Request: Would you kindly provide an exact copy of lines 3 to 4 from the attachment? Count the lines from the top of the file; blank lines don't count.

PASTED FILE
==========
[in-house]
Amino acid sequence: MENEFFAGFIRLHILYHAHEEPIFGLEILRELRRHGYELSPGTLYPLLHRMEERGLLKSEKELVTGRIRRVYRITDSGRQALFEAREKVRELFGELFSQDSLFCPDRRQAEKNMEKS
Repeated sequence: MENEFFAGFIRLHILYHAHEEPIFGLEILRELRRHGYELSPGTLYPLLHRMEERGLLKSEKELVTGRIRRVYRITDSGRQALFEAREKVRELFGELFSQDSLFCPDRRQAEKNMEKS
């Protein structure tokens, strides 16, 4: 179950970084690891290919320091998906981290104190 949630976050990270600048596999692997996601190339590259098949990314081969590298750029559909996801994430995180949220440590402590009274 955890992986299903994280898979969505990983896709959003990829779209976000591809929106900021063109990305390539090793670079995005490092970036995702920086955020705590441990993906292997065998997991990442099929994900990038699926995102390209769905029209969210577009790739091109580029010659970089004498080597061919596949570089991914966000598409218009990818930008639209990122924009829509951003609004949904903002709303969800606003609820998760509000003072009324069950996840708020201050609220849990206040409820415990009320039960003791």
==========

Repeated sequence: MENEFFAGFIRLHILYHAHEEPIFGLEILRELRRHGYELSPGTLYPLLHRMEERGLLKSEKELVTGRIRRVYRITDSGRQALFEAREKVRELFGELFSQDSLFCPDRRQAEKNMEKS
């Protein structure tokens, strides 16, 4: 179950970084690891290919320091998906981290104190 949630976050990270600048596999692997996601190339590259098949990314081969590298750029559909996801994430995180949220440590402590009274 955890992986299903994280898979969505990983896709959003990829779209976000591809929106900021063109990305390539090793670079995005490092970036995702920086955020705590441990993906292997065998997991990442099929994900990038699926995102390209769905029209969210577009790739091109580029010659970089004498080597061919596949570089991914966000598409218009990818930008639209990122924009829509951003609004949904903002709303969800606003609820998760509000003072009324069950996840708020201050609220849990206040409820415990009320039960003791």